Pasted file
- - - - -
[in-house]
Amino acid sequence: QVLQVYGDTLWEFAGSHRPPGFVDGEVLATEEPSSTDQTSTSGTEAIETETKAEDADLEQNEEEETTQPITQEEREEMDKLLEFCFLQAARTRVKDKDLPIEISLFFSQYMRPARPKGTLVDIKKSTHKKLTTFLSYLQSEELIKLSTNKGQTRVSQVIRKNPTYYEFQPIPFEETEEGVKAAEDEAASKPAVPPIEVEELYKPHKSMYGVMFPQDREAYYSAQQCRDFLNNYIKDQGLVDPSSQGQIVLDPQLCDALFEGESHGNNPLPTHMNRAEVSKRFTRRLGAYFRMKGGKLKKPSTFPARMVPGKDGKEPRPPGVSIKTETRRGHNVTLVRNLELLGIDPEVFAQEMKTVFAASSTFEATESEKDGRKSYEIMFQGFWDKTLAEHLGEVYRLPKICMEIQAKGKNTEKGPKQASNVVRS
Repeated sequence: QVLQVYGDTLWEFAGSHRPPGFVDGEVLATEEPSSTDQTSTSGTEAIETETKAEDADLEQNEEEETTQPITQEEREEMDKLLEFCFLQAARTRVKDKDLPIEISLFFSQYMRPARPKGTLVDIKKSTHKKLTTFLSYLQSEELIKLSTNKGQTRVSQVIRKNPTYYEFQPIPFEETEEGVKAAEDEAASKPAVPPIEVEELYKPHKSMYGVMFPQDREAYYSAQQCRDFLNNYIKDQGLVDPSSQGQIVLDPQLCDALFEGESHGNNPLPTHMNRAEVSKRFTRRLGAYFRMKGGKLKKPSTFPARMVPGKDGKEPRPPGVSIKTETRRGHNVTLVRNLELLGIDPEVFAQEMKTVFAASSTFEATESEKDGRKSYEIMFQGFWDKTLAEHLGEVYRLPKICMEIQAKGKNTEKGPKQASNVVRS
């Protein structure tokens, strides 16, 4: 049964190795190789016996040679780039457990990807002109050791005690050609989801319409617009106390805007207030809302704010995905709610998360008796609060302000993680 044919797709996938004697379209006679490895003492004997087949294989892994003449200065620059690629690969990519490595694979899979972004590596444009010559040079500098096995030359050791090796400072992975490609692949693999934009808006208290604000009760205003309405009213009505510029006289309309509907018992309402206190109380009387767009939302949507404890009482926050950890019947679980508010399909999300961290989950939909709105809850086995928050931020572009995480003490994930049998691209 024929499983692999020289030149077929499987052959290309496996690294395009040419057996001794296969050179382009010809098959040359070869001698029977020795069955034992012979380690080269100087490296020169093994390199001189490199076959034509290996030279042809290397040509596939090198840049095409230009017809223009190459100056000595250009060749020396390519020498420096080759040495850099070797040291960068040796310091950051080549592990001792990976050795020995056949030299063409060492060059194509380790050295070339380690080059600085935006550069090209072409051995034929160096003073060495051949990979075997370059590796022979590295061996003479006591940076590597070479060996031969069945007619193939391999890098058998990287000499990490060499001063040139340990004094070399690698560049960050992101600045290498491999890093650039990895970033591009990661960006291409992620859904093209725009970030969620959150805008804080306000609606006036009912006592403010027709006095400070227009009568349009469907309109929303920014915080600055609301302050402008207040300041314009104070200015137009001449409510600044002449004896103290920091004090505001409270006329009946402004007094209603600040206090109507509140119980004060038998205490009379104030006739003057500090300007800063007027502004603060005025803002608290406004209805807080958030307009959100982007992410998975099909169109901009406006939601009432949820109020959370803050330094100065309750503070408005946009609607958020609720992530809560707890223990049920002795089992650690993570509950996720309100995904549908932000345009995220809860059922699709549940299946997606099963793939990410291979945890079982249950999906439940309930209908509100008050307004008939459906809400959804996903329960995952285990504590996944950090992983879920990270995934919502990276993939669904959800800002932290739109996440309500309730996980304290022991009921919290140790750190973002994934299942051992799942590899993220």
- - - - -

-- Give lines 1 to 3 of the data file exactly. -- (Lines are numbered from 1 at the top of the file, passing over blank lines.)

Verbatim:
[in-house]
Amino acid sequence: QVLQVYGDTLWEFAGSHRPPGFVDGEVLATEEPSSTDQTSTSGTEAIETETKAEDADLEQNEEEETTQPITQEEREEMDKLLEFCFLQAARTRVKDKDLPIEISLFFSQYMRPARPKGTLVDIKKSTHKKLTTFLSYLQSEELIKLSTNKGQTRVSQVIRKNPTYYEFQPIPFEETEEGVKAAEDEAASKPAVPPIEVEELYKPHKSMYGVMFPQDREAYYSAQQCRDFLNNYIKDQGLVDPSSQGQIVLDPQLCDALFEGESHGNNPLPTHMNRAEVSKRFTRRLGAYFRMKGGKLKKPSTFPARMVPGKDGKEPRPPGVSIKTETRRGHNVTLVRNLELLGIDPEVFAQEMKTVFAASSTFEATESEKDGRKSYEIMFQGFWDKTLAEHLGEVYRLPKICMEIQAKGKNTEKGPKQASNVVRS
Repeated sequence: QVLQVYGDTLWEFAGSHRPPGFVDGEVLATEEPSSTDQTSTSGTEAIETETKAEDADLEQNEEEETTQPITQEEREEMDKLLEFCFLQAARTRVKDKDLPIEISLFFSQYMRPARPKGTLVDIKKSTHKKLTTFLSYLQSEELIKLSTNKGQTRVSQVIRKNPTYYEFQPIPFEETEEGVKAAEDEAASKPAVPPIEVEELYKPHKSMYGVMFPQDREAYYSAQQCRDFLNNYIKDQGLVDPSSQGQIVLDPQLCDALFEGESHGNNPLPTHMNRAEVSKRFTRRLGAYFRMKGGKLKKPSTFPARMVPGKDGKEPRPPGVSIKTETRRGHNVTLVRNLELLGIDPEVFAQEMKTVFAASSTFEATESEKDGRKSYEIMFQGFWDKTLAEHLGEVYRLPKICMEIQAKGKNTEKGPKQASNVVRS